Wednesday, January 18, 2017

Failing to Make Repairs and Stage Can Cost You

Staging done badly undermines the appeal of your house
Decorated, Not Staged 
A lot of of the houses I see on line these days either have no staging at all, or there's been an amateur effort by the real estate agent or seller who don't understand the difference between decorating and staging. The ineffective and sometimes harmful pictures that result put the house at a significant competitive disadvantage. Of course attempted staging usually is better than none at all, because failing to make repairs and paying no attention to cosmetic appeal can really cost you.

The Crucial First Few Seconds

Most people know that today's buyers begin their search for a home on line, and you have seconds at most to get their attention in a positive way and make them want to visit in person. It stands to reason that if the pictures of your house aren't attractive, buyers will quickly move on to the next listing and you've lost an opportunity. If prospects do come and your house doesn't impress them by being clean, inviting and well maintained, you've either lost the sale or inspired a lower offer than you might have gotten if you'd made certain it was in sound condition and professionally staged before listing.

Case Study - Failing to Repair and Stage

To emphasize this crucial point, here's an example of how failing to make repairs and stage (or doing it badly) can squander the equity you've worked years to build. 

Let's say that houses in your development have been selling for $250,000 - $285,000. 
  • Repairs and professional staging costs are estimated at $2,500, of which a generous $500 is allotted for staging. You decide not to spend the money. 
  • A comparable staged house down the street in showing condition is listed at $275,000.
  • You decide to list your house for $265,000, thinking that a lower price will attract buyers and more than compensate for not doing the work. You forfeit a significant amount of money at the outset, and that's just the beginning. Because your house doesn’t photograph well, there are only a few showings and no offers. Keep in mind that had your house been repaired and staged, it could have been listed at a higher price, helping to offset the cost of the work and it would have been much more appealing.
  • The staged house down the street sells quickly for $270,000. You get anxious and reduce the price $5,000 to $260,000. 
  • More time goes by without results. You reduce the price to $257,500. 
  • After a long wait, an offer finally comes in at $255,000, pending the buyer’s inspection. You're down $10,000 from the original (low) list price.
  • During the inspection damage is found. The buyer demands a price reduction of $5,000 to cover repairs. Your original estimate for the same work was $2,000.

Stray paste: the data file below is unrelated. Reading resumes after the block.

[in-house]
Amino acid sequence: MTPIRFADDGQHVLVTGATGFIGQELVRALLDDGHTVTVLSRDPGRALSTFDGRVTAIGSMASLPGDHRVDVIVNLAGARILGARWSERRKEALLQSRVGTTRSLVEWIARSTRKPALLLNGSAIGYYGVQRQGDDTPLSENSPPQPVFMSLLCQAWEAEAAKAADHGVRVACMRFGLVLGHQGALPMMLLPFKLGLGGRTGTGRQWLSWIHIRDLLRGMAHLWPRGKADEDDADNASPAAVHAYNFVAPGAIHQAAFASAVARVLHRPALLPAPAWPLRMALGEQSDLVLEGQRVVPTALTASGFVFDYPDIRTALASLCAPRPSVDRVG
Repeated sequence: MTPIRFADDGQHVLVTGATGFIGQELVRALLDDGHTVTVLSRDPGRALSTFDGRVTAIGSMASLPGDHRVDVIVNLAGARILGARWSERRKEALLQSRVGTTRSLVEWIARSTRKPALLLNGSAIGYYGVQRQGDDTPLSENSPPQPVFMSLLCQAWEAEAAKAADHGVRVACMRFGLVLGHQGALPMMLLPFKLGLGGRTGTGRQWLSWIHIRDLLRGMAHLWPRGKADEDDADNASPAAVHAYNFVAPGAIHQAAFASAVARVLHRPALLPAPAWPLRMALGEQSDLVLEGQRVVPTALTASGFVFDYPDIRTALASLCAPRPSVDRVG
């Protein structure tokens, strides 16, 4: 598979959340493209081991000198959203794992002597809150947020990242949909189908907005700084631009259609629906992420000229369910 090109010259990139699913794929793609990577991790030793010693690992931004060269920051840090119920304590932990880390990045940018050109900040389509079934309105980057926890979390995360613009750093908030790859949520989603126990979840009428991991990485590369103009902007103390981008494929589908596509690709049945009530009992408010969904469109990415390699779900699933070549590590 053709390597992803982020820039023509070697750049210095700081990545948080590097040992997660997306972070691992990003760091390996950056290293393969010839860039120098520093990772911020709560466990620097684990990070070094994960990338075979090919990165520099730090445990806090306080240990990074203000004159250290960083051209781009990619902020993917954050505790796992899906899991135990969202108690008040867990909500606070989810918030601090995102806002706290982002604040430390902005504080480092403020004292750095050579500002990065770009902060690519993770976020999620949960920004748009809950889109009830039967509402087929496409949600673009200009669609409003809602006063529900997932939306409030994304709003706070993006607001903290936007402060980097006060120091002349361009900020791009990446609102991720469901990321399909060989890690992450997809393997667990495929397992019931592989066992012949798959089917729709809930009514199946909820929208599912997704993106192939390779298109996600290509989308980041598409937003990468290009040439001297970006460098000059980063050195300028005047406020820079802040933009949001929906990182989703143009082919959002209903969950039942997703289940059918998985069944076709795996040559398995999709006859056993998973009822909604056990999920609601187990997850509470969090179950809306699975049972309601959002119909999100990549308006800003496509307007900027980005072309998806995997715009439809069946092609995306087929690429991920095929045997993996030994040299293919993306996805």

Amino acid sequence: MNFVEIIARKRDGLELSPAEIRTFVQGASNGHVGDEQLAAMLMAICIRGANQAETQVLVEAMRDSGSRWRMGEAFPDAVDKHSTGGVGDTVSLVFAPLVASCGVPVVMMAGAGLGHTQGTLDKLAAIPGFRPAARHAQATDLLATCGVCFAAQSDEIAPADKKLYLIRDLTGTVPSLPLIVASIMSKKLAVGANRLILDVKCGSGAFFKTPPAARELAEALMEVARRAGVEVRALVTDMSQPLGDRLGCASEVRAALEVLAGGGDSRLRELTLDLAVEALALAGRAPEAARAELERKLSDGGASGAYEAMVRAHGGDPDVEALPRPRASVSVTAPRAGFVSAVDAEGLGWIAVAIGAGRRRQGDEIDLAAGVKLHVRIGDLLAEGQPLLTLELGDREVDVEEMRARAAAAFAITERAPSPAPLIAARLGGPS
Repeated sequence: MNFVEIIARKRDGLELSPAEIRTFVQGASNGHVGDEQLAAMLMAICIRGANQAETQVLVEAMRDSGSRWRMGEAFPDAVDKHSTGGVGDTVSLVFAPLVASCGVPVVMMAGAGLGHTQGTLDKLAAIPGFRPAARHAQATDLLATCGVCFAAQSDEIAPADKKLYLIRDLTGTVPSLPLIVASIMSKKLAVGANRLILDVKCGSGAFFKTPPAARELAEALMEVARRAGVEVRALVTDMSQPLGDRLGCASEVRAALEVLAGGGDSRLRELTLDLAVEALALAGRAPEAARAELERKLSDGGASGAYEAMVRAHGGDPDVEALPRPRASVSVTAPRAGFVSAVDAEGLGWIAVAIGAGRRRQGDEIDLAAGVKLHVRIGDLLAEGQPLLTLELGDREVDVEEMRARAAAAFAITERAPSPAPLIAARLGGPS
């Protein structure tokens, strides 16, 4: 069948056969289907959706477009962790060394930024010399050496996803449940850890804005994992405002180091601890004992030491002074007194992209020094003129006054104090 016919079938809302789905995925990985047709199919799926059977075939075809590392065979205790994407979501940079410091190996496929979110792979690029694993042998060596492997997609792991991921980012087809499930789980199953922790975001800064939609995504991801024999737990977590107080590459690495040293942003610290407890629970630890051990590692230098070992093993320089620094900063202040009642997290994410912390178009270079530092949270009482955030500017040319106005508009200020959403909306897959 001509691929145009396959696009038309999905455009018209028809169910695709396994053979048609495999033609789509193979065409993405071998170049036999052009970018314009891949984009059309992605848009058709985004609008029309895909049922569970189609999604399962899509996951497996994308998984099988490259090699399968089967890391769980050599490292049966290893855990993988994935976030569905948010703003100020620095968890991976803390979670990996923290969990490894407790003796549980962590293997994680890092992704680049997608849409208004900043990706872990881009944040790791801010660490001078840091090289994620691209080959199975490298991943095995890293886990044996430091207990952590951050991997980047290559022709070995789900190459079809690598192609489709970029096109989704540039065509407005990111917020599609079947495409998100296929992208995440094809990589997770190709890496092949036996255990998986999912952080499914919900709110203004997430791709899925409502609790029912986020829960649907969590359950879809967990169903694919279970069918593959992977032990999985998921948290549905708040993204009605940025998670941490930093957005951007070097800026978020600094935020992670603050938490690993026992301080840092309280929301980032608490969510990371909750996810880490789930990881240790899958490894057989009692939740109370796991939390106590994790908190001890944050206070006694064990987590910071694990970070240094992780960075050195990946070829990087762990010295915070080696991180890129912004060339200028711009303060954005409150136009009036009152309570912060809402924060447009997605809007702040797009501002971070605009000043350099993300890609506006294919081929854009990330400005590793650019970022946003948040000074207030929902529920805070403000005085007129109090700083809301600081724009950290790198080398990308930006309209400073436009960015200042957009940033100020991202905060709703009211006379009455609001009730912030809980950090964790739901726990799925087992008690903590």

• After going back and forth, you agree to sell for $252,000. 

Here's What You've Forfeited:

  • the difference between the potential and actual initial listing price
  • plus the difference between the listing price and the selling price
  • AND you've paid higher costs for repairs, the costs of continued upkeep and the costs of lost opportunities, like being unable to buy that perfect new house you wanted. 

    Let’s Add This Up: 

    YOUR HOUSE                                THE HOUSE DOWN THE STREET
     AS IS                                                AFTER REPAIRS AND STAGING
    $265,000 list price  $275,000 list price ($10,000 more)
    $252,000 sell price                           $269,900 sell price ($17,900 more)
                                                                       - $2,500 staging and repair costs                   
                                                                    $267,400  (+$15,400 more net)
    With repairs and professional staging, the seller in this example had $15,400 more profit and a faster sale. This is a conservative example since the average difference in selling price nationwide between staged and unstaged houses is usually about 17%. And remember, this happened because you didn't want to spend $2,500.

    Home Selling is a Competition 

    The main point to understand about selling your house is that regardless of market conditions, you're competing against every other house in your price range. Your competition includes properties in your development and properties outside your immediate area, many with highly motivated sellers who are determined to make their house stand out. That's a big pool for discerning buyers to choose from. 

    Don't put your house at a disadvantage. Be a smart seller and do the work so that your house is ready to be a strong competitor from the moment you list. 

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